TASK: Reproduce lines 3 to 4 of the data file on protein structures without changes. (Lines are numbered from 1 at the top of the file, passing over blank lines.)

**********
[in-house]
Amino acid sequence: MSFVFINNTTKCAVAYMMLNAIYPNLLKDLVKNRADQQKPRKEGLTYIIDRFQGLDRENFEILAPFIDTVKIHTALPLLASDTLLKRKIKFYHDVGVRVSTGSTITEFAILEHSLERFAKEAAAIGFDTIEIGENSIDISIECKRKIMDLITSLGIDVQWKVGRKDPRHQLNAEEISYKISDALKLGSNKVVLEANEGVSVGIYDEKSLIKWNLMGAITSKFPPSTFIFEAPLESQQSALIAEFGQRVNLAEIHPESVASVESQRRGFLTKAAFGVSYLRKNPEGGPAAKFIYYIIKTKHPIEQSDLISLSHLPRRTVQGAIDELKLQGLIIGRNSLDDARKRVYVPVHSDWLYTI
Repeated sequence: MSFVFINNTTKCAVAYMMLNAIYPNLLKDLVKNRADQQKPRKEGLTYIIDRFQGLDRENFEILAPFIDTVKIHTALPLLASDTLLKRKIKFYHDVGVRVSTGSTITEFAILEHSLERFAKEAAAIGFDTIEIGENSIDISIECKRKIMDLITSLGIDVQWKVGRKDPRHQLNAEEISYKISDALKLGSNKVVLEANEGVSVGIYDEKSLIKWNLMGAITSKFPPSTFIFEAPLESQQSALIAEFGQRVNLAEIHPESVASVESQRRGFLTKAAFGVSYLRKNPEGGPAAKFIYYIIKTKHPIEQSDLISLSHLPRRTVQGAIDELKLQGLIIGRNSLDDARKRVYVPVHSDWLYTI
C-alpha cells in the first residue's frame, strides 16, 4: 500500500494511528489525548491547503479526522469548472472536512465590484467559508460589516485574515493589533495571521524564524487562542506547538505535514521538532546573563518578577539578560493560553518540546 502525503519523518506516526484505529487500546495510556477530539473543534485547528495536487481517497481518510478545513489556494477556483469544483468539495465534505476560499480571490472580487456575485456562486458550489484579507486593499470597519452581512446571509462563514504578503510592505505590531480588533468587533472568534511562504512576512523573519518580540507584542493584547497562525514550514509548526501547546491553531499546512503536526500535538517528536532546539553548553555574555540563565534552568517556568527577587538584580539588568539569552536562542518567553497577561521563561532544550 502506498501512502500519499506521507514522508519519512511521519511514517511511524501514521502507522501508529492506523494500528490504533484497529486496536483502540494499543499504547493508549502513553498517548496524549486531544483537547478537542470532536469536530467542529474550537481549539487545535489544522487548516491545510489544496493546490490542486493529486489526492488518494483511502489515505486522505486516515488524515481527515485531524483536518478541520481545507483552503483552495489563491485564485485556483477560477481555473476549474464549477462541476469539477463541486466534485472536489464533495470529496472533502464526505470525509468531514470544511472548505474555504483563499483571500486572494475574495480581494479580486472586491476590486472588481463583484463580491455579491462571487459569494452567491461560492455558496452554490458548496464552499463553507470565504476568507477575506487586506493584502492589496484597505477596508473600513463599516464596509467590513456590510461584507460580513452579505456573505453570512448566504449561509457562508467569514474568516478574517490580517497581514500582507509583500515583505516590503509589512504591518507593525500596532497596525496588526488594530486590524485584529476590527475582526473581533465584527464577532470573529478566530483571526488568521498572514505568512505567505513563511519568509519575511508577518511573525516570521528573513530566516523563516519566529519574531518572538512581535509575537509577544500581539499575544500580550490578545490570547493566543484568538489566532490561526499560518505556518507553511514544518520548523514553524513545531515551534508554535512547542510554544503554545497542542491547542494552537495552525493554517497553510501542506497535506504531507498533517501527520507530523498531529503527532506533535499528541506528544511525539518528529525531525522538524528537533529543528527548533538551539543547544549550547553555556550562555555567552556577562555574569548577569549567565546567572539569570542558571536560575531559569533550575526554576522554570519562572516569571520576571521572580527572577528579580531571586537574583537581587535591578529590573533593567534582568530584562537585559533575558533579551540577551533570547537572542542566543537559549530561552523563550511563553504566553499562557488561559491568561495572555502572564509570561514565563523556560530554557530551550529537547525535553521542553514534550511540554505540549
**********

Repeated sequence: MSFVFINNTTKCAVAYMMLNAIYPNLLKDLVKNRADQQKPRKEGLTYIIDRFQGLDRENFEILAPFIDTVKIHTALPLLASDTLLKRKIKFYHDVGVRVSTGSTITEFAILEHSLERFAKEAAAIGFDTIEIGENSIDISIECKRKIMDLITSLGIDVQWKVGRKDPRHQLNAEEISYKISDALKLGSNKVVLEANEGVSVGIYDEKSLIKWNLMGAITSKFPPSTFIFEAPLESQQSALIAEFGQRVNLAEIHPESVASVESQRRGFLTKAAFGVSYLRKNPEGGPAAKFIYYIIKTKHPIEQSDLISLSHLPRRTVQGAIDELKLQGLIIGRNSLDDARKRVYVPVHSDWLYTI
C-alpha cells in the first residue's frame, strides 16, 4: 500500500494511528489525548491547503479526522469548472472536512465590484467559508460589516485574515493589533495571521524564524487562542506547538505535514521538532546573563518578577539578560493560553518540546 502525503519523518506516526484505529487500546495510556477530539473543534485547528495536487481517497481518510478545513489556494477556483469544483468539495465534505476560499480571490472580487456575485456562486458550489484579507486593499470597519452581512446571509462563514504578503510592505505590531480588533468587533472568534511562504512576512523573519518580540507584542493584547497562525514550514509548526501547546491553531499546512503536526500535538517528536532546539553548553555574555540563565534552568517556568527577587538584580539588568539569552536562542518567553497577561521563561532544550 502506498501512502500519499506521507514522508519519512511521519511514517511511524501514521502507522501508529492506523494500528490504533484497529486496536483502540494499543499504547493508549502513553498517548496524549486531544483537547478537542470532536469536530467542529474550537481549539487545535489544522487548516491545510489544496493546490490542486493529486489526492488518494483511502489515505486522505486516515488524515481527515485531524483536518478541520481545507483552503483552495489563491485564485485556483477560477481555473476549474464549477462541476469539477463541486466534485472536489464533495470529496472533502464526505470525509468531514470544511472548505474555504483563499483571500486572494475574495480581494479580486472586491476590486472588481463583484463580491455579491462571487459569494452567491461560492455558496452554490458548496464552499463553507470565504476568507477575506487586506493584502492589496484597505477596508473600513463599516464596509467590513456590510461584507460580513452579505456573505453570512448566504449561509457562508467569514474568516478574517490580517497581514500582507509583500515583505516590503509589512504591518507593525500596532497596525496588526488594530486590524485584529476590527475582526473581533465584527464577532470573529478566530483571526488568521498572514505568512505567505513563511519568509519575511508577518511573525516570521528573513530566516523563516519566529519574531518572538512581535509575537509577544500581539499575544500580550490578545490570547493566543484568538489566532490561526499560518505556518507553511514544518520548523514553524513545531515551534508554535512547542510554544503554545497542542491547542494552537495552525493554517497553510501542506497535506504531507498533517501527520507530523498531529503527532506533535499528541506528544511525539518528529525531525522538524528537533529543528527548533538551539543547544549550547553555556550562555555567552556577562555574569548577569549567565546567572539569570542558571536560575531559569533550575526554576522554570519562572516569571520576571521572580527572577528579580531571586537574583537581587535591578529590573533593567534582568530584562537585559533575558533579551540577551533570547537572542542566543537559549530561552523563550511563553504566553499562557488561559491568561495572555502572564509570561514565563523556560530554557530551550529537547525535553521542553514534550511540554505540549